New Steps Toward Better Diabetes Control

Diabetes management algorithm stresses obesity managment and individualized blood sugar goals

(RxWiki News) Diabetes treatment is an individual thing. Depending on patient conditions and traits, clinicians can follow a step-by-step strategy to effectively reduce risk.

The American Association of Clinical Endocrinologists (AACE) has developed a treatment algorithm for patients with type 2 diabetes.

The set of steps gives clinicians a quick reference to decide on best approaches for controlling the disease.

The new algorithm highlights obesity management and individualized blood sugar goals for diabetes and prediabetes patients.

"Lose weight to reduce diabetes risk."

Alan Garber, MD, chair of the algorithm task force and President of AACE, recently introduced the expanded guidelines, calling them “a definitive, point-of-care tool for clinicians engaged in the treatment of those who are at risk for or have developed diabetes.”

Among the algorithm’s key recommendations is that obesity management should be considered an integral part of the overall comprehensive care plan for persons with diabetes to effectively reduce morbidity, mortality and disability in the majority of patients who are obese.

Overweight and obese people have a much higher risk of developing type 2 diabetes compared to those with a healthy body weight, according to the National Heart, Lung, and Blood Institute (NHLBI). People with abdominal obesity, also known as central obesity or belly fat, are especially at risk.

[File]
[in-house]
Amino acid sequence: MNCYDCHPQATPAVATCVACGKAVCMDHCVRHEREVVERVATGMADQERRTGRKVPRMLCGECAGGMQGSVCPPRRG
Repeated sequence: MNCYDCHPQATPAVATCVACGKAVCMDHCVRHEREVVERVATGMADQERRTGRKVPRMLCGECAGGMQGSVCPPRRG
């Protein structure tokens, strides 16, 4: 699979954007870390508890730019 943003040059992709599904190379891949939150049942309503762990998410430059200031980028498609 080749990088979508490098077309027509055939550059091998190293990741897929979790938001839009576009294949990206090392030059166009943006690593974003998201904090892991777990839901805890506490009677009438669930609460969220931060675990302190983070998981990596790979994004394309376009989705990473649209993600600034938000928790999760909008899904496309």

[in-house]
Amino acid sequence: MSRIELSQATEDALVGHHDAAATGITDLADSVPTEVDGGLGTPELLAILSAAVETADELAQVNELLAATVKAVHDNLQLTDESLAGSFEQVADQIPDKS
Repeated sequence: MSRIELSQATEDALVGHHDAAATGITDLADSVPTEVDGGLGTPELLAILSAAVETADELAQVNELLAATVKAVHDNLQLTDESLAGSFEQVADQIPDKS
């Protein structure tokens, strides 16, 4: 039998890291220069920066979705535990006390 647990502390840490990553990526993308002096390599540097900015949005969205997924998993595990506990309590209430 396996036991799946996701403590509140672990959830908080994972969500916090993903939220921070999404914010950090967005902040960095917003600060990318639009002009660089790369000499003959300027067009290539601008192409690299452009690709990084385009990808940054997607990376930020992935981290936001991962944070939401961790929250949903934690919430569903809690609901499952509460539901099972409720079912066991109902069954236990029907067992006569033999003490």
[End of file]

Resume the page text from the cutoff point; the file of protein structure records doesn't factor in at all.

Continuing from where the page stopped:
Also, the algorithm suggests that a blood sugar goal of less than 6.5 percent is optimal for most diabetes patients, if it can be achieved in a safe manner.

The guidelines recommend, however, that the target be individualized based on numerous factors such as age, comorbid conditions such as heart disease, duration of diabetes, risk of hypoglycemia (abnormally low levels of blood sugar), patient adherence and life expectancy. Higher targets may be appropriate for some individuals and may change for a given individual over time.

The algorithm also addresses the management of cardiovascular disease risk factors, hypertension (high blood pressure) and hyperlipidemia (high lipid levels) in those patients with prediabetes or type 2 diabetes.

In addition, the algorithm includes every FDA-approved class of medications for diabetes and differentiates the choice of therapies based on the patient’s initial A1C (a measure of average blood sugar levels over past 3 months).

Diabetes is a metabolism disorder in which the body's blood glucose, or blood sugar, level is too high. Normally, the body breaks down food into glucose and then carries it to cells throughout the body. The cells use a hormone called insulin to turn the glucose into energy. In diabetics, insulin levels can be low, absent, or the patient can show some resistance to their insulin.

Diabetes increases the risk of heart disease and stroke, according to the American Heart Association.

“With more than 100 million suffering from diabetes and prediabetes in the United States, there simply are not enough endocrinologists to care for all patients,” said Dr. Garber. “Thus, this algorithm is essential to assist and educate clinicians who are charged with these patients’ care.”

The new AACE recommendations were published on the AACE website in April and in the March/April issue of the AACE’s peer-reviewed scientific journal Endocrine Practice.

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Review Date: 
April 25, 2013